kids n masks

The day has come for parents to vaccinate their babies and toddlers. The Centers for Disease Control and Prevention recently authorized COVID-19 vaccines for children as young as 6 months, and providers are slowly beginning to offer the vaccines in Nashville. 

Wednesday through Saturday, the Monroe Carell Jr. Children's Hospital at Vanderbilt will offer vaccines to babies and toddlers at the main campus by appointment online or by calling 615-936-5437 (KIDS). Vanderbilt will also offer vaccines to children leaving inpatient care at the children’s hospital and on an ongoing basis at its 100 Oaks and Children’s Primary Care Smyrna locations by appointment for this age group. Vanderbilt has ordered 1,000 doses of the Pfizer vaccine across its clinics to start, according to spokesperson Jessica Pasley. 

For children ages 6 months to 4 years old, the CDC has approved a two-dose Moderna regimen and a three-dose Pfizer regimen.  

These vaccines contain a fraction of the adult dose. For Pfizer, the first two doses are given three weeks apart and the third dose is given at least eight weeks after the second dose — all at 10 percent of the adult dosage. For Moderna, the first and second dose are separated by four to eight weeks, at one-quarter of the dosage.  

Dr. C. Buddy Creech, director of the Vanderbilt Vaccine Research Program and part of a team that studied Moderna vaccines in young children, said he anticipates a third booster dose needed for Moderna as well. The Johnson & Johnson vaccine has not yet been approved for this age group.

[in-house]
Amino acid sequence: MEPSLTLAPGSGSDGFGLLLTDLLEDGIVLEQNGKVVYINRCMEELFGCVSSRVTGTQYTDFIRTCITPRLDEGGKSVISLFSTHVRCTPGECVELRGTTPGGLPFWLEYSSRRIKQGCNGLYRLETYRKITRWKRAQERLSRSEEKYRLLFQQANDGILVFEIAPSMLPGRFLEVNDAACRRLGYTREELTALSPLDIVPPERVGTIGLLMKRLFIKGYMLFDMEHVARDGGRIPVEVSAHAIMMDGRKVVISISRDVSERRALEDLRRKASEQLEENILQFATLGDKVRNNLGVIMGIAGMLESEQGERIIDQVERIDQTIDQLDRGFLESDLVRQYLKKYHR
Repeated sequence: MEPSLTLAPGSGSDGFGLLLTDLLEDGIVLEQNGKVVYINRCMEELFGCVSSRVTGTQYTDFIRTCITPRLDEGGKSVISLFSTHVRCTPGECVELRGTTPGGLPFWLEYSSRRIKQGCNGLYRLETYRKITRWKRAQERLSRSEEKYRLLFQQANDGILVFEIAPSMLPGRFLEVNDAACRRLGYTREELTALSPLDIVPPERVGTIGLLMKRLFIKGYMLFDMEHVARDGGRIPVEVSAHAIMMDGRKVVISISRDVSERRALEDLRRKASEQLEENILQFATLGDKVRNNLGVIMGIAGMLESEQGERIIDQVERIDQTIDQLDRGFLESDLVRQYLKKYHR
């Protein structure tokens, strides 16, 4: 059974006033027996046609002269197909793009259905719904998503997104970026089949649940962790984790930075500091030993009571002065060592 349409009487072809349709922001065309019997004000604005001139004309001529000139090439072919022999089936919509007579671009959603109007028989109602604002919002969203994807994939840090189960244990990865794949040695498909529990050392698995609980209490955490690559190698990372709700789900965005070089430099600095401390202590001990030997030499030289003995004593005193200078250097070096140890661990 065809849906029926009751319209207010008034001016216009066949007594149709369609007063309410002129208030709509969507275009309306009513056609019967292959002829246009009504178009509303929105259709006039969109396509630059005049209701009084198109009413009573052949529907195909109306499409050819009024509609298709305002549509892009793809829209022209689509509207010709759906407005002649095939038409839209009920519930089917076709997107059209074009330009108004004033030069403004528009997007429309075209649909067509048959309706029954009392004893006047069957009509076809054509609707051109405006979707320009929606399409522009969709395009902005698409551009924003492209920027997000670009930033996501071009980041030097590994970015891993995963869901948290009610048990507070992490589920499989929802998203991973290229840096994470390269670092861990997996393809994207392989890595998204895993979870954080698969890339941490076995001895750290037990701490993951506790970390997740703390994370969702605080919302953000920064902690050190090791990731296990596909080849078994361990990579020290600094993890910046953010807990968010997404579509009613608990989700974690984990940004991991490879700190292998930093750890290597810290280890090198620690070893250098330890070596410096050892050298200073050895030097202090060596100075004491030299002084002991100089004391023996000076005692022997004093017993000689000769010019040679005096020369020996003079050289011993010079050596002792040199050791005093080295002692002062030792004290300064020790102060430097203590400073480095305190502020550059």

Kids ages 5 to 11 started getting the vaccine in November.

The Metro Department of Health has ordered 200 doses of the Pfizer vaccine for young kids but has yet to receive its shipment. The agency will not be offering vaccines for the youngest age group at its pop-up COVID-19 testing and vaccination sites, though it will offer the Pfizer vaccine for children ages 6 months to 4 years at its Lentz, Woodbine and East clinic locations by appointment. 

“As soon as we have it we’ll be happy to administer it and we’re ready to go. We’re just waiting for the supply to come in,” said Matt Peters, spokesperson for Metro Public Health Department. 

At Vanderbilt, appointments are required and available between 2 p.m. and 5:30 p.m., Wednesday through Friday, and 8 a.m. to 11:30 a.m. on Saturday.

On Tuesday, Rep. Jason Zachary (R-Knoxville) penned a letter to Gov. Bill Lee asking him to direct the Tennessee Department of Health to halt distribution of the vaccine to children under 5. House Republican leaders including Speaker Cameron Sexton and Majority Leader William Lamberth signed on to the letter. The governor and department have not responded to inquiries.